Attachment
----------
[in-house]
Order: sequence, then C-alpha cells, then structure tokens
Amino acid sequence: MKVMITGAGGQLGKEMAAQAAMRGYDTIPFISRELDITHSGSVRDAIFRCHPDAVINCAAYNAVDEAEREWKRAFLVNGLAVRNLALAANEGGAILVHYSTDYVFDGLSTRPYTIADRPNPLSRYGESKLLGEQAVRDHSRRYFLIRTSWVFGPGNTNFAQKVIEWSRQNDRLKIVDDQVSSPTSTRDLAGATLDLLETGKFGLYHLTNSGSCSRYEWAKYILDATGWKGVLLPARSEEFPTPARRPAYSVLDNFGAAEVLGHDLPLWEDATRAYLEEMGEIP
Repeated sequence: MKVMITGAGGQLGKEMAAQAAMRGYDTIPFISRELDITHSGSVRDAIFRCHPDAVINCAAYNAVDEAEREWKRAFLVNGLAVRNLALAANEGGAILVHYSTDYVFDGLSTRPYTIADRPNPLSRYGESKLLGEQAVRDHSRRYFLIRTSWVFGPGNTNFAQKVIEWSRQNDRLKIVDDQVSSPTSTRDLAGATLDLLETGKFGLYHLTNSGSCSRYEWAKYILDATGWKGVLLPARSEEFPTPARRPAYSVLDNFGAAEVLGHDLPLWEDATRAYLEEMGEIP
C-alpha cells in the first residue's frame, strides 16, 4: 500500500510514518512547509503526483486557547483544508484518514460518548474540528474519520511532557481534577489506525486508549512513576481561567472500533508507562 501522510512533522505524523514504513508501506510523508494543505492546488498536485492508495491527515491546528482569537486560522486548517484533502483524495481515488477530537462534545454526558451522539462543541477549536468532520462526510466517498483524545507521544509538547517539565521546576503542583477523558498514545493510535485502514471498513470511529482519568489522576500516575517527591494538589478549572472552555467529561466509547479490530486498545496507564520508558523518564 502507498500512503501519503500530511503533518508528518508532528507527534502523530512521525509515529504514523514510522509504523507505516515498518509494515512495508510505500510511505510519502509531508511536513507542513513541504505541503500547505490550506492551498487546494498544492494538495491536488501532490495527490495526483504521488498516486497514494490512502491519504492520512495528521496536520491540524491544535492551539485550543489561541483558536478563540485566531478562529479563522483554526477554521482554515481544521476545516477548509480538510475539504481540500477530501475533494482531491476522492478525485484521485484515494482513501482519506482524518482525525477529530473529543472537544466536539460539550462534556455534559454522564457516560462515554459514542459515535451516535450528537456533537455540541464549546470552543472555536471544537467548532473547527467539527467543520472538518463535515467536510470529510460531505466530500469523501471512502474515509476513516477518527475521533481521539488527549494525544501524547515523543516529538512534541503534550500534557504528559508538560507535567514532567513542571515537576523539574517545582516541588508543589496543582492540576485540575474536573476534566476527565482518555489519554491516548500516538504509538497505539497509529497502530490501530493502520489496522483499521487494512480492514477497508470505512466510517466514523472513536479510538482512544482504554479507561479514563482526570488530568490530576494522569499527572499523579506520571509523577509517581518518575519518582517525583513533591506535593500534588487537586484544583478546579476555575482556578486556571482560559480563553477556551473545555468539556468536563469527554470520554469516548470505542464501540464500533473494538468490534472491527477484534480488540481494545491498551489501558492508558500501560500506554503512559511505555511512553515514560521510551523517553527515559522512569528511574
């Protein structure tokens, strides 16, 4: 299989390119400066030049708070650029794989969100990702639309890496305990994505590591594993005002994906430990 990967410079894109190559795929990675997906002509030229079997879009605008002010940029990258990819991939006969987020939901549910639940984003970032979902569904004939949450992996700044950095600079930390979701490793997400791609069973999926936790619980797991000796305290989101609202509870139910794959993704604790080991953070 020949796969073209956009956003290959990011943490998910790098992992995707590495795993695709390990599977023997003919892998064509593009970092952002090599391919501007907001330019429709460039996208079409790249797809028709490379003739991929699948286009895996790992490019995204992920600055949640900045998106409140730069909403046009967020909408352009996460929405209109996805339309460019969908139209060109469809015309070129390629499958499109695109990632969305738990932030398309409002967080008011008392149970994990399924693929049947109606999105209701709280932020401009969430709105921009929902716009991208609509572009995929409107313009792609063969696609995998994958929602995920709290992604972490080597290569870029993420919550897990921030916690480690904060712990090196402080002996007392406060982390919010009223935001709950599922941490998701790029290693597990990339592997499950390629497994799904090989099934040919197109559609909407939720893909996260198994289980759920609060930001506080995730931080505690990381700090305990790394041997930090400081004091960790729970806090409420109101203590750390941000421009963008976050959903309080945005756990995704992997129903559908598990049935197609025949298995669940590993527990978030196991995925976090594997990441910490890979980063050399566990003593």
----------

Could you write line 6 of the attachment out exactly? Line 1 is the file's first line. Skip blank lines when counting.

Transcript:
């Protein structure tokens, strides 16, 4: 299989390119400066030049708070650029794989969100990702639309890496305990994505590591594993005002994906430990 990967410079894109190559795929990675997906002509030229079997879009605008002010940029990258990819991939006969987020939901549910639940984003970032979902569904004939949450992996700044950095600079930390979701490793997400791609069973999926936790619980797991000796305290989101609202509870139910794959993704604790080991953070 020949796969073209956009956003290959990011943490998910790098992992995707590495795993695709390990599977023997003919892998064509593009970092952002090599391919501007907001330019429709460039996208079409790249797809028709490379003739991929699948286009895996790992490019995204992920600055949640900045998106409140730069909403046009967020909408352009996460929405209109996805339309460019969908139209060109469809015309070129390629499958499109695109990632969305738990932030398309409002967080008011008392149970994990399924693929049947109606999105209701709280932020401009969430709105921009929902716009991208609509572009995929409107313009792609063969696609995998994958929602995920709290992604972490080597290569870029993420919550897990921030916690480690904060712990090196402080002996007392406060982390919010009223935001709950599922941490998701790029290693597990990339592997499950390629497994799904090989099934040919197109559609909407939720893909996260198994289980759920609060930001506080995730931080505690990381700090305990790394041997930090400081004091960790729970806090409420109101203590750390941000421009963008976050959903309080945005756990995704992997129903559908598990049935197609025949298995669940590993527990978030196991995925976090594997990441910490890979980063050399566990003593």